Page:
The Celtics acquired veteran Mike Muscala at the trade deadline to bolster their frontcourt depth with the smooth-shooting big man. Over his first three games, Muscala averaged 13.3 points and 4.7 rebounds while shooting 48.4 percent from the field.
But he did not appear in Boston’s first two games after the All-Star break and also sat out the first half of Monday’s loss to the Knicks before getting an 11-minute stint during the second half. Muscala had just 3 points, a rebound, and a block, but coach Joe Mazzulla said his presence was meaningful.
“I thought the second half just — our spacing felt different, our ball movement felt different when he was in there,” Mazzulla said Wednesday, before the Celtics faced the Cavaliers. “So I think that’s something he can bring.”
Celtics centers Robert Williams and Al Horford have not played in games on back-to-back nights this season, so Muscala is expected to be called upon more often in those situations. The Celtics have four back-to-backs remaining this year. But aside from injured forward Danilo Gallinari, the roster is finally fully healthy, so Mazzulla is still trying to figure out rotations while also finding ways to work Muscala into the mix less than a month after he was acquired.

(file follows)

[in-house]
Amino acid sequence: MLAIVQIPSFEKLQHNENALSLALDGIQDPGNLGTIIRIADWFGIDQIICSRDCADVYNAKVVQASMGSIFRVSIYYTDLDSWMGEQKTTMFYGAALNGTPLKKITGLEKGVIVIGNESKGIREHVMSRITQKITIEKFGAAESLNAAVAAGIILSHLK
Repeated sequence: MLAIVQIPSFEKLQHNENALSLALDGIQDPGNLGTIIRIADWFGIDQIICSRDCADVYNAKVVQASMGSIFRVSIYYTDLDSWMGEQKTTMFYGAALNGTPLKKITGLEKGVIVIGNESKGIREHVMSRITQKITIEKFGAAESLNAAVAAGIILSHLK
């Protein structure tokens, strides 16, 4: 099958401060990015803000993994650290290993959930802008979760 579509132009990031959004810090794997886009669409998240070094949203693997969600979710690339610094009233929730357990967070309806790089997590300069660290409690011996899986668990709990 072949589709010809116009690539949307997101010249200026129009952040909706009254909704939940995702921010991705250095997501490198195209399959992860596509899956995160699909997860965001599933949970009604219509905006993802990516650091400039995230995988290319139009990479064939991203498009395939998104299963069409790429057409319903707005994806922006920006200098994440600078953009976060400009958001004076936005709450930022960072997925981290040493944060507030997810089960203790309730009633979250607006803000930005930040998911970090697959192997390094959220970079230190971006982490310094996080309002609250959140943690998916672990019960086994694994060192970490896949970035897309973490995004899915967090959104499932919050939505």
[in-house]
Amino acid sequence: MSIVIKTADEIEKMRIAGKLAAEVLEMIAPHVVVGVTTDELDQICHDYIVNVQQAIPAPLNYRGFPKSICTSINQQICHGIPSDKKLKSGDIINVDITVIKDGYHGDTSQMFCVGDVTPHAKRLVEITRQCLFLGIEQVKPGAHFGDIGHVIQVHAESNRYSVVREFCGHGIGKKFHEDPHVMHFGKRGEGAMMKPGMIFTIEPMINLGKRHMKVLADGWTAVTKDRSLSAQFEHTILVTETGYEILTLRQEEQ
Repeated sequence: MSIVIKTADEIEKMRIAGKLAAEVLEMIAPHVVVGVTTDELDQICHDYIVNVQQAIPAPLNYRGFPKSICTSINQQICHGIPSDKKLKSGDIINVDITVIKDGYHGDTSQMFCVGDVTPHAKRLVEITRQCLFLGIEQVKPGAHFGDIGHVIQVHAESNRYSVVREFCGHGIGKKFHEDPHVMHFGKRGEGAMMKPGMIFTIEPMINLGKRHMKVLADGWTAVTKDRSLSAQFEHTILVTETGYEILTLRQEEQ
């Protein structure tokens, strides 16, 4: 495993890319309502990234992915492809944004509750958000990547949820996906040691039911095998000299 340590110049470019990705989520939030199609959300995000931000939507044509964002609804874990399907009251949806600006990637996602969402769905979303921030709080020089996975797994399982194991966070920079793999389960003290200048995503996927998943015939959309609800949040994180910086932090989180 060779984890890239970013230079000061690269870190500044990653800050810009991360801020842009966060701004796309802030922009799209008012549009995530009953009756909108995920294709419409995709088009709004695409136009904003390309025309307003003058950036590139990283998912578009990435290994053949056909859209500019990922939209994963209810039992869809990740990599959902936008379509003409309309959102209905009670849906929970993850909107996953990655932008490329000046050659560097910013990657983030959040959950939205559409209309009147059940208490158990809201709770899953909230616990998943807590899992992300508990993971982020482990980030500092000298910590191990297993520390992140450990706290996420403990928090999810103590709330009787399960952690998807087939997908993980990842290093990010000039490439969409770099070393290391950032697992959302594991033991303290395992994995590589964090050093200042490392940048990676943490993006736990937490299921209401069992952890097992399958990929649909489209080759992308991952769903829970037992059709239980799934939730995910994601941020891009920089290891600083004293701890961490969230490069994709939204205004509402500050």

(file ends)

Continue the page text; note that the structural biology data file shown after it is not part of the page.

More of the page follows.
“The game will kind of tell us what lineup we need now that we have the ability to go a bunch of different ways,” Mazzulla said. “It’s important that we make sure we play that way when we need to exploit the matchup.”
Getting the band back
Celtics All-Star Jaylen Brown returned after missing Monday’s game because of personal reasons. So the regular starting lineup of Brown, Horford, Williams, Jayson Tatum, and Marcus Smart was deployed for just the third time this season.
That unit was one of the NBA’s best last year, but it is still finding its footing in limited opportunities this season. Entering Wednesday, the group had played 53 total minutes together and been outscored by 11.8 points per 100 possessions.
Mazzulla said he is pleased with that lineup’s work on the defensive end, but acknowledged there are some cobwebs to knock off at the other end of the floor.
“I think just continuing to fight for our spacing and fight for early offense,” he said. “So, those first 6-8 seconds, both our bigs are working on where they’re at on the court, and then our guys reading what our actions are out of that. So I think it’s just getting organized a little quicker so we can get into our stuff a little faster.”
Live by the three
The Celtics entered Wednesday attempting 42.1 3-pointers per game in both wins and losses. But they are making 40.4 percent of them in wins and just 30.9 percent in defeats. Mazzulla said that he does not want his players to veer away from this approach on nights the shots are not falling. If anything, he wants them to lean further into it.
“What we can get better at is when we’re not making them, shoot more,” he said, “and shoot it with confidence.”